The fatal death of the mother took place on the 22nd September, 1796. There was, of course, a coroner's inquest, and a verdict — "Lunacy." The daughter was confined in Bedlam. After a time she was given up to "her friends," and her brother thenceforward became her "guardian." The word is far too weak to convey an idea of the never-ceasing, never-ending care and thought for her consolation and comparative comfort. It is indeed a sad task to picture him, with a perpetual dread of insanity haunting him; loving one, whom he addresses as "the fair-haired maid" (of whom nothing further is known), but sacrificing that, and all else, to solemn and mournful Duty. It was, however, duty lightened by love; for intense affection linked these two together from the earliest to the latest hours of their lives." The two lived as one in double singleness together on her side affectionate and earnest watching; on his a charming deference, "pleasant evasions," little touches of gratitude, perpetual care — anxious and troubled care.

In one of her letters to her brother during her temporary confinement she writes: — "The spirit of my mother seems to descend and smile upon me, and bid me live to enjoy the life and reason the Almighty has given me." And she did live to enjoy both, in calm and sorrowful content, to a very old age, surviving her brother many years — dying on the 20th of May, 1847. She was placed in the grave by his side: — "In death they were not divided."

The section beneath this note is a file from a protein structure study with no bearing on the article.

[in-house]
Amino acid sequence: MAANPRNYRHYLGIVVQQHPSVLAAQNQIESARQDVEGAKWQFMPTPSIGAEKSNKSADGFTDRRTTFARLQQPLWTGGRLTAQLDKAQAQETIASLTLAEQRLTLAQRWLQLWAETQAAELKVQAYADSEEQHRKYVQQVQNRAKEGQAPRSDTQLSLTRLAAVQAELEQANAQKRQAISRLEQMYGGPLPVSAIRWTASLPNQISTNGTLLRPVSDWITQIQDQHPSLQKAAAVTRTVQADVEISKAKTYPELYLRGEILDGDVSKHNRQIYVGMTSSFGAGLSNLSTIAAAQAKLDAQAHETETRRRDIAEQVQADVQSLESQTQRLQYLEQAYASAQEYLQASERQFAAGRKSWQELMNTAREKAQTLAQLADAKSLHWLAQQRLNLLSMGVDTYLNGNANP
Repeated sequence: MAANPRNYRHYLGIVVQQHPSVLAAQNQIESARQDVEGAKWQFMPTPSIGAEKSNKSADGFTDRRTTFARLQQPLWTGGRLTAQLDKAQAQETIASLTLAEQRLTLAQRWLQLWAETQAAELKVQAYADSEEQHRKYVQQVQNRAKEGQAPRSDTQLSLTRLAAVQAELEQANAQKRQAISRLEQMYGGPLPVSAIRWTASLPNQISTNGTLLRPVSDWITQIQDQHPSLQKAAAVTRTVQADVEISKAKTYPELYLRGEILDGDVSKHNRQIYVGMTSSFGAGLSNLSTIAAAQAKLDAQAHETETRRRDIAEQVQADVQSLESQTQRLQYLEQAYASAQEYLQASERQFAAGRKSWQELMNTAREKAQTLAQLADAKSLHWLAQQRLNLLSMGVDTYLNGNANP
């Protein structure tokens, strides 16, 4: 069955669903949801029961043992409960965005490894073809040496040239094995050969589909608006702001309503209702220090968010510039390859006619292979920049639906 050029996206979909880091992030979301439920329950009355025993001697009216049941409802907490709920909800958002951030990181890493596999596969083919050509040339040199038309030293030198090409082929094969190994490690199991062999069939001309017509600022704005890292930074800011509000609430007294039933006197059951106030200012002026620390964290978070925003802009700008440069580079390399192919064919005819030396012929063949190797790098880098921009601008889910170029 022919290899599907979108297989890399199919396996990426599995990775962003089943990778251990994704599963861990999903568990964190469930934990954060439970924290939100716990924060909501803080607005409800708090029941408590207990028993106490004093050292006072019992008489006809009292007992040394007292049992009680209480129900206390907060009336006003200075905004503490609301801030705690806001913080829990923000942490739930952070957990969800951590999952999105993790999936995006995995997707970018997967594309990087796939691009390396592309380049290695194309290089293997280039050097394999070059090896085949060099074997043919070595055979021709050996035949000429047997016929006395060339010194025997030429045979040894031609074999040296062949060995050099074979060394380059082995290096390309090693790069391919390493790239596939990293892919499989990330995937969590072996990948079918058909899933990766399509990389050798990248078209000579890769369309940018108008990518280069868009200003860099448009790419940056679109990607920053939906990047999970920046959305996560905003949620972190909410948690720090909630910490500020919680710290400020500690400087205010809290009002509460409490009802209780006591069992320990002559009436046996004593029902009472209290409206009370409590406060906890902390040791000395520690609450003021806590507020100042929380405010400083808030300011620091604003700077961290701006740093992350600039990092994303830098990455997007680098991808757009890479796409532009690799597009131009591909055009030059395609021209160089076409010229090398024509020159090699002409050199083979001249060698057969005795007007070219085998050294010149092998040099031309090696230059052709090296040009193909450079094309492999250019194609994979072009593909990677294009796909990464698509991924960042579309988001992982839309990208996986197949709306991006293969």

His life is truly described as a "life of uncongenial toil, diversified with frequent sorrow." Talfourd gently refers to his only blot — his "one single frailty" — "the eagerness with which he would quaff exciting liquors;" that he attributes to "a physical peculiarity of constitution." It was "a kind of corporeal need," augmented, if not induced, by the heavy, irksome labours of his dull office, and still more by "the sorrows that environed him, and which tempted him to snatch a fearful joy." Lamb himself refers to his excessive love of tobacco, and his vain attempts to subdue or to control it, and describes "how from illuminating it came to darken, from a quick solace it turned to a negative relief, thence to a restlessness and dissatisfaction, thence to a positive misery."

Yet, although with many drawbacks, the life of Charles Lamb was by no means without enjoyment. He had many attached friends, the earliest and the latest being his school-mate Coleridge. This tribute is from his pen:—

My gentle-hearted Charles! for thou hast pined
And hungered after nature many a year,
In the great city pent; winning thy way